Q. Mike: I would like to start my first vegetable garden next year. Is there any particular info I need to get started? Our Winters are fairly mild; Summers hot and humid.

    ---Dick; on Maryland's Eastern Shore

Hi, Mike! I would like to have a vegetable garden next season, but have no idea where to begin. My soil isn't the greatest, AND it contains a lot of rocks. The side of my house gets full sun all day; the backyard only gets sun in the afternoon. Any tips you have would be very helpful! Thank you!

    ---Kim in Mapleton, Maine

A. My pleasure! And great timing—with the economy looking more like one of those movies where a tidal wave takes out The Empire State building every day, a lot of people are planning on trying to grow some of their own food for the first time next season. And making that possibility a reality is a LOT easier when you get started the previous Fall. Here's a little ten step primer for all of you first-timers:

  1. Start slow; start small. If you try and create a farm overnight, neither you nor the farm are going to be happy with the results. Start by building a couple of raised beds the first season and add a few new ones every year. Which brings us to:
  2. Build raised beds! You get better yields, prevent weed woes and only feed and water the important plants when you create a physical barrier between your crops and the rest of your landscape. Raised beds can be any length, but never wider than four feet, so that you can reach into the center without stepping into them. That loose, uncompressed soil is your ticket to a lot of food with a minimum of work.
  3. Be creative. Kim should try and use the rocks she is so blessed with to make her raised bed frames. They're free, won't have to be removed from the area, and will heat up in the sun, warming the beds in the evening, an essential bit of assistance in her chilly clime. Dick could use local stone, any kind of naturally rot-resistant wood, or pretty much anything except toxic railroad ties or pressure treated timbers. Here's a Previous Question of the Week with lots more raised bed info.)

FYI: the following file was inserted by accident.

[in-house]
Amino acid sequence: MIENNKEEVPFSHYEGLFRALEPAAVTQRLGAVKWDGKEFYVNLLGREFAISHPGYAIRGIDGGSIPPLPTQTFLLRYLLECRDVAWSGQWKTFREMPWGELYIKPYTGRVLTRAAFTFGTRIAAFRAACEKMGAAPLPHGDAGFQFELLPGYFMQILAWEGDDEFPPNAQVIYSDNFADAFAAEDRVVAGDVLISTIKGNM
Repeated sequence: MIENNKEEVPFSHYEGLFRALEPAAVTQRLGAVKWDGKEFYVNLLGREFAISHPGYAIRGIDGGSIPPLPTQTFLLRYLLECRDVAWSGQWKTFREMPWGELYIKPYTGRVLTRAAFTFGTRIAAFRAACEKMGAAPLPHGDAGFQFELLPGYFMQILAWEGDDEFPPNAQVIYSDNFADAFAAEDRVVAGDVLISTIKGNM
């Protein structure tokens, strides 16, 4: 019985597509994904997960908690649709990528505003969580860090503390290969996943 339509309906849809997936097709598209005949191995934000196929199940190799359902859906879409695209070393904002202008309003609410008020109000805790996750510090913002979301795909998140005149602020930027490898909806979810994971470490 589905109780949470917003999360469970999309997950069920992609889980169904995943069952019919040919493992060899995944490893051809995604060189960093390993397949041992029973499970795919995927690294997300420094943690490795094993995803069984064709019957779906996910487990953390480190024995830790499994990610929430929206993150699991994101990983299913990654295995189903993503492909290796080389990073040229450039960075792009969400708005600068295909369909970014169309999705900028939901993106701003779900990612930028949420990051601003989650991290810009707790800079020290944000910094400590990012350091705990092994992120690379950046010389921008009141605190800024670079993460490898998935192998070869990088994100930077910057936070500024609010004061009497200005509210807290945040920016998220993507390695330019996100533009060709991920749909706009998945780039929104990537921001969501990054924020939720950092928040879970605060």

4. Play to your region. With Kim's short season in New England, she should grow everything in that full sun area by the side of the house. Dick's plants, however, would greatly benefit from some afternoon shade when his hot and humid summers really crank up the old scorch-o-meter.
  5. Build the beds now, so you can hit the ground running first thing next Spring. If the garden-to-be is currently a lawn, remove the grass with a sod-cutting machine, or use a sharp knife to cut strips a foot wide and roll them up. (Use that sod to create an instant lawn somewhere else, or to patch up a bad area—or hey, maybe even sell it, if its really nice looking turf!) Or do the old standby instead: Till the area up, rake out as much of the green stuff as possible and then use a barrier against weeds.
  6. Use a barrier against weeds! After you remove whatever is there, lay sections of cardboard down to prevent whatever it was—and all the buried weed seed you uncovered—from growing back. Lay the cardboard at ground level and build the beds up on top of the cardboard. You can use sheets of newspaper instead, but cardboard is a better barrier.
  7. Enrich the soil now. Find a good source of bulk compost or aged mushroom soil and use it to fill your beds. Aim for a 50/50 mix of compost or aged mushroom soil and your native soil, unless your native soil is 100% nasty clay, which is better pitched into the woods.
  8. Protect your investment with mulch. Shred up every fall leaf you can find and cover your beds with two inches of this excellent weed-suppressing, soil-improving mulch. Save many more bags of shredded—NOT whole—leaves for summer mulching and to begin your own compost making initiative.
  9. Don't start your own plants from seed the first year. You'll have MORE than enough other stuff to do. To grow salad greens, pull back the mulch completely, sow the seeds thickly and harvest with scissors "cut and come again" style when the plants are four or more inches tall. They'll grow back for several cuttings. Same with other direct-sown crops like string beans; pull back the mulch and plant the seeds. But for the serious plants of summer—tomatoes, peppers, cukes, melons and such—buy started plants, pull back just enough mulch to install them, and then leave the rest of the mulch in place to prevent weeds. You can start your own plants from seed after you get good at not killing the ones professionals have grown for you.
  10. Have fun. Please don't do this if you have no appetite for learning, failure or having many more reasons to laugh at yourself then you did the previous year. Yes, you'll get good things to eat, lots of fresh air and exercise, and you'll save money—especially in the long run. But you'll also learn more than you perhaps desired about the tenacity of weeds, the vagarieties of weather and the formidable abilities of wildlife that take a fancy to your plantings. Remember to breathe; remember to laugh—especially at yourself—and you'll see why people like me can't wait to return to this challenge year after year.